Steamship Thistle (1863).
Served as USS Dumbarton in 1864-1867.
Later: commercial steamer Dumbarton (1867-1868) and City of Quebec (1868-1870)
Thistle , a 636-ton (burden) iron side-wheel steamship, was built at Glasgow, Scotland in 1863. She was operated as a blockade runner during the American Civil War, making a successful round-trip voyage between Bermuda and Wilmington, North Carolina, in March-May 1864. However, another attempt to run into Wilmington was cut short when she was captured by USS Fort Jackson on 4 June.
The U.S. Navy purchased her from the Boston Prize Court in July and, after conversion to a gunboat, placed her in commission as USS Dumbarton in August 1864. After participating in a fruitless search for the Confederate raider Tallahassee , she returned to the Wilmington area, where she served until December as an enforcer of the blockade that she had previously challenged. Dumbarton had flagship duty on Virginia's James River during February and March 1865 and was subsequently decommissioned at Washington, D.C.. Moved to New York in November 1865, she was sold to private owners in October 1867.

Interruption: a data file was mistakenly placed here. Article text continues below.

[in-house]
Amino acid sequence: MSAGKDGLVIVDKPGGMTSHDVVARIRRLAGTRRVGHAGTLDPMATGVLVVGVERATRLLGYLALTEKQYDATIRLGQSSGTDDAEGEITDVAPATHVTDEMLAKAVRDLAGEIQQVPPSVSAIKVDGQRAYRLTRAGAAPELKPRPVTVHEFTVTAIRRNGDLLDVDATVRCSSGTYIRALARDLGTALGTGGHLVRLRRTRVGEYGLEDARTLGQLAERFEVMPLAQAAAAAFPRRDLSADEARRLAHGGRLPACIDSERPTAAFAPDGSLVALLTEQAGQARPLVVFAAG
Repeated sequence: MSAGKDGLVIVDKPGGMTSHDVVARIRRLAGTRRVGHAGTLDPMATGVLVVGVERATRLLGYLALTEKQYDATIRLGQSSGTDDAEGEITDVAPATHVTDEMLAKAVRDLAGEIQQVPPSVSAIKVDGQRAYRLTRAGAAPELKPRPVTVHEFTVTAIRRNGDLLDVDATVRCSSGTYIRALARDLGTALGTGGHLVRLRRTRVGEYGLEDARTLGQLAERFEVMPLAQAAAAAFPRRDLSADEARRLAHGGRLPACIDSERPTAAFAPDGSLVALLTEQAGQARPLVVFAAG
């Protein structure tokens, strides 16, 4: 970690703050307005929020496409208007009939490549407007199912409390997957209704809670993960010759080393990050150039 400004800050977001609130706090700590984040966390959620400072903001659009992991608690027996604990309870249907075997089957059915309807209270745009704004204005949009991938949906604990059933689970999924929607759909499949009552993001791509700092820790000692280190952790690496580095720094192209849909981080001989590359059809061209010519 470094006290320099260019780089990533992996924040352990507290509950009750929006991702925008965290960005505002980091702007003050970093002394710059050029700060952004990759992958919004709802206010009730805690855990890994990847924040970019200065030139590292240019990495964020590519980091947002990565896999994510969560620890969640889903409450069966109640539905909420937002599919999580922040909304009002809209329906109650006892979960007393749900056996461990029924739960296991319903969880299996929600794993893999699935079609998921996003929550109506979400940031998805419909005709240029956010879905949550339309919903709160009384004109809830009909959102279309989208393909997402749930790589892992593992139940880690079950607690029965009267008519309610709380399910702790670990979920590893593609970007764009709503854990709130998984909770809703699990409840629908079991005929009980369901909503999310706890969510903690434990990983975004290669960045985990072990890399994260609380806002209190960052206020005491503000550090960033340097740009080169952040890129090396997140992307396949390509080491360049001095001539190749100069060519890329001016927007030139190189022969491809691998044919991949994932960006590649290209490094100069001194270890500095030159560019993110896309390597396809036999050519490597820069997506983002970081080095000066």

Briefly retaining the name Dumbarton , she changed to British registry and was given a new rig and engines in the months after she left Navy ownership. During 1868-1870 she operated under the name City of Quebec , but was sunk in a collision while in Canadian waters on 1 May 1870 (another source gives the date of her loss as 28 April 1870).
Artwork by Erik Heyl, 1957, for use in his book "Early American Steamers", Volume III.
Built in Scotland in 1863, Thistle was a blockade runner until captured on 4 June 1864. She served as USS Dumbarton in 1864-1867 and was the merchantman Dumbarton in 1867-1868. Rerigged and reengined in 1868, she operated under the British flag as the SS City of Quebec until sunk in a collision on 1 May 1870.
Confederate Blockade Runner 1861-65
Every aspect of Confederate ironclads is covered: design, construction, armor, armament, life on board, strategy, tactics, and actual combat actions.
Union Monitor 1861-65
The first seagoing ironclad was the USS Monitor, and its profile has made it one of the most easily recognised warships of all time. Following her inconclusive battle with the Confederate ironclad Virginia on March 9, 1862, the production of Union monitors was accelerated.